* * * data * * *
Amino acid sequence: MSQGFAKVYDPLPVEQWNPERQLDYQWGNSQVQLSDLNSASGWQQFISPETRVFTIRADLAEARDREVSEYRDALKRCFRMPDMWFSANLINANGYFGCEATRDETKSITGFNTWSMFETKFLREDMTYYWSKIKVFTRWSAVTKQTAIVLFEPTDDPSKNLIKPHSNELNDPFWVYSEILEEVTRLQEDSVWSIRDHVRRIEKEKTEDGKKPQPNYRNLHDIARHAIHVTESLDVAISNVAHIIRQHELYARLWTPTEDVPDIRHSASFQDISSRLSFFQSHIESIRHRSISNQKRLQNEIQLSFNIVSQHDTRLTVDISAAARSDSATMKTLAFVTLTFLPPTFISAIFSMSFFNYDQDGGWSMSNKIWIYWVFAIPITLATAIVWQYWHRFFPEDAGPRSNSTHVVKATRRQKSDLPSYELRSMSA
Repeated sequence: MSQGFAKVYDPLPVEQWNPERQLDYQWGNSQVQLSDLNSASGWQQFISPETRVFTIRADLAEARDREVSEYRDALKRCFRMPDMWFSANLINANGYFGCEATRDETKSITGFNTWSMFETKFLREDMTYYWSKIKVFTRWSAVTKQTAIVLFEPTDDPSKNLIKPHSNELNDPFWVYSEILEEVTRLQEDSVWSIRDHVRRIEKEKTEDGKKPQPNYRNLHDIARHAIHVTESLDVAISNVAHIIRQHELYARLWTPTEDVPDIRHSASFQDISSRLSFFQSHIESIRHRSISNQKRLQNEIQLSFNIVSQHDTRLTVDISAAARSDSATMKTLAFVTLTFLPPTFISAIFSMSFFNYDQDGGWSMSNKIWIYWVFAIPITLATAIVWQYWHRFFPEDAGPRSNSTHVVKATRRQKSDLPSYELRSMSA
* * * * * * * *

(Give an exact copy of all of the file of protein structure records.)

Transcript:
Amino acid sequence: MSQGFAKVYDPLPVEQWNPERQLDYQWGNSQVQLSDLNSASGWQQFISPETRVFTIRADLAEARDREVSEYRDALKRCFRMPDMWFSANLINANGYFGCEATRDETKSITGFNTWSMFETKFLREDMTYYWSKIKVFTRWSAVTKQTAIVLFEPTDDPSKNLIKPHSNELNDPFWVYSEILEEVTRLQEDSVWSIRDHVRRIEKEKTEDGKKPQPNYRNLHDIARHAIHVTESLDVAISNVAHIIRQHELYARLWTPTEDVPDIRHSASFQDISSRLSFFQSHIESIRHRSISNQKRLQNEIQLSFNIVSQHDTRLTVDISAAARSDSATMKTLAFVTLTFLPPTFISAIFSMSFFNYDQDGGWSMSNKIWIYWVFAIPITLATAIVWQYWHRFFPEDAGPRSNSTHVVKATRRQKSDLPSYELRSMSA
Repeated sequence: MSQGFAKVYDPLPVEQWNPERQLDYQWGNSQVQLSDLNSASGWQQFISPETRVFTIRADLAEARDREVSEYRDALKRCFRMPDMWFSANLINANGYFGCEATRDETKSITGFNTWSMFETKFLREDMTYYWSKIKVFTRWSAVTKQTAIVLFEPTDDPSKNLIKPHSNELNDPFWVYSEILEEVTRLQEDSVWSIRDHVRRIEKEKTEDGKKPQPNYRNLHDIARHAIHVTESLDVAISNVAHIIRQHELYARLWTPTEDVPDIRHSASFQDISSRLSFFQSHIESIRHRSISNQKRLQNEIQLSFNIVSQHDTRLTVDISAAARSDSATMKTLAFVTLTFLPPTFISAIFSMSFFNYDQDGGWSMSNKIWIYWVFAIPITLATAIVWQYWHRFFPEDAGPRSNSTHVVKATRRQKSDLPSYELRSMSA